Agaricus urinascens var. excellens
(Formerly Agaricus excellens)A few species appeared this week in the National Botanic Garden.
Most notable of these was this Agaricus growing on the straw bales of the new maze.
It appears to have been "demoted" from a species in it's own right to simply a variety of A. urinascens.
Under the microscope the spores of the two species are identical, however the big difference is the smell. A. urinascens (as the name suggests) smells quite disgusting, whereas var. excellens has that slightly aniseedy smell typical of many Agaricus sp.
As far as I can see there are no records for it here under either name, so a new Welsh record and a first for the Gardens.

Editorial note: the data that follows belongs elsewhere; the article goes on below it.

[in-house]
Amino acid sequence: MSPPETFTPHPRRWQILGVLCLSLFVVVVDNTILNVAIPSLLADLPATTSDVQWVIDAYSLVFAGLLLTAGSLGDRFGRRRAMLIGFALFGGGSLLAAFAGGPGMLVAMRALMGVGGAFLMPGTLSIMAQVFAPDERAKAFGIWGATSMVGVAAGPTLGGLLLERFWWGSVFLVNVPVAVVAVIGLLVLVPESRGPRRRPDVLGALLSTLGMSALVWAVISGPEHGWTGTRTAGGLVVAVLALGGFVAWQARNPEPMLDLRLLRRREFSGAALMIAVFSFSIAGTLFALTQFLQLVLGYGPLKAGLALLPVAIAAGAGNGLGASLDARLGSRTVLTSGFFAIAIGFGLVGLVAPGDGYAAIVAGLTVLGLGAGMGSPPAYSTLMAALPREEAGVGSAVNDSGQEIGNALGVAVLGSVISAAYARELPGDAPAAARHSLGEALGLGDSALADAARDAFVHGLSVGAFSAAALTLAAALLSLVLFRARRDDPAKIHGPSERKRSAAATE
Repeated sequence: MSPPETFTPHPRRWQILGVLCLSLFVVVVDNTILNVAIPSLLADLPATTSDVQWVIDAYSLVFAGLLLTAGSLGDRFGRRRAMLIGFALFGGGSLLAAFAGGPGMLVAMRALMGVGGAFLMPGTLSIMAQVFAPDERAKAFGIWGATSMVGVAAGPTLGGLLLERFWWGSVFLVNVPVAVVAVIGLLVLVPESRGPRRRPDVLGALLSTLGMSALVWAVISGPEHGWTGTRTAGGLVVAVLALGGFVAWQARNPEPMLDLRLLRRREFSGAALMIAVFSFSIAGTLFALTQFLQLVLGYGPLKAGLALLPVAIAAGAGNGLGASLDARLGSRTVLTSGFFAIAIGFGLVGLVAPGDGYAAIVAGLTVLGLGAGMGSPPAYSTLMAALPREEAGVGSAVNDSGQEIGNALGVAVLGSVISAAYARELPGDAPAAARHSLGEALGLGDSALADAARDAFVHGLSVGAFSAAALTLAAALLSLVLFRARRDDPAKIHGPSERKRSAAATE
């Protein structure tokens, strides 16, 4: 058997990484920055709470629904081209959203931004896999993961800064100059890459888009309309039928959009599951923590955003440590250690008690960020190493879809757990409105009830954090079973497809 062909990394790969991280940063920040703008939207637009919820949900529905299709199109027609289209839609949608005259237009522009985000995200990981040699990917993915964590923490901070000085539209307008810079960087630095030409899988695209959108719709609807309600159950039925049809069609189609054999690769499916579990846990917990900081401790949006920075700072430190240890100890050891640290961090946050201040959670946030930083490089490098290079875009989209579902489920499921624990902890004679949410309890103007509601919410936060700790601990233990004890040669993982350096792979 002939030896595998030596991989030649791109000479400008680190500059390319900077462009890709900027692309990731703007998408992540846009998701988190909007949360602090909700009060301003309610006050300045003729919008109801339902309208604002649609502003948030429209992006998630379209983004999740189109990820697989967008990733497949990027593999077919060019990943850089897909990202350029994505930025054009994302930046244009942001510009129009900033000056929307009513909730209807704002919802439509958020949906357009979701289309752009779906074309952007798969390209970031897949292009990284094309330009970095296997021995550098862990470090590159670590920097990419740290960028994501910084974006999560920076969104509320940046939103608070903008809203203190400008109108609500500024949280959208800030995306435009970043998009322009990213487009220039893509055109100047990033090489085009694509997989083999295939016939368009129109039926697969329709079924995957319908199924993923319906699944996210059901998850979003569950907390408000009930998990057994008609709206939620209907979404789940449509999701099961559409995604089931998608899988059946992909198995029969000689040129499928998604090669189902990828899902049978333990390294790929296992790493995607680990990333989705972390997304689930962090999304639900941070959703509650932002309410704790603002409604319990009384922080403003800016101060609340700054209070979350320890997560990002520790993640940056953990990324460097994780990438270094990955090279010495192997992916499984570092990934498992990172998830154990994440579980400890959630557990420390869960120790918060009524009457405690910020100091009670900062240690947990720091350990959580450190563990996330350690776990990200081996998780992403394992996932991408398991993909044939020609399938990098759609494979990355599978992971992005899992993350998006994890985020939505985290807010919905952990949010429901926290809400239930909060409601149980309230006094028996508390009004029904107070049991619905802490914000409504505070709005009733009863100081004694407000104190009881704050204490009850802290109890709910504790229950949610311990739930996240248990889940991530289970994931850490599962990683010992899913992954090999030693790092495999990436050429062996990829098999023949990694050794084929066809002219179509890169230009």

Panaeolus papilionaceus var. papilionaceus
When I first saw these in the grass with the remains of the veil hanging off the cap and a stem which snapped as soon as I touched it, I thought they were going to be one of the Brittlestems (Psathyrella).
They are in fact Mottlegills.
It's easy to see how it got it's common name - The Petticoat Mottlegill - with the frilly edges to the cap.
As the cap ages, these drop off making it far less easy to identify.
What is less obvious is the Latin name. Someone must have had an extremely vivid imagination to think it in any way resembled a butterfly!
Hygrocybe ceracea. The Butter Waxcap.
A couple of weeks ago the first of the Waxcaps appeared in the grass close to the Great Glasshouse.
Now a second species - the Butter Waxcap has appeared in the Double Walled Garden.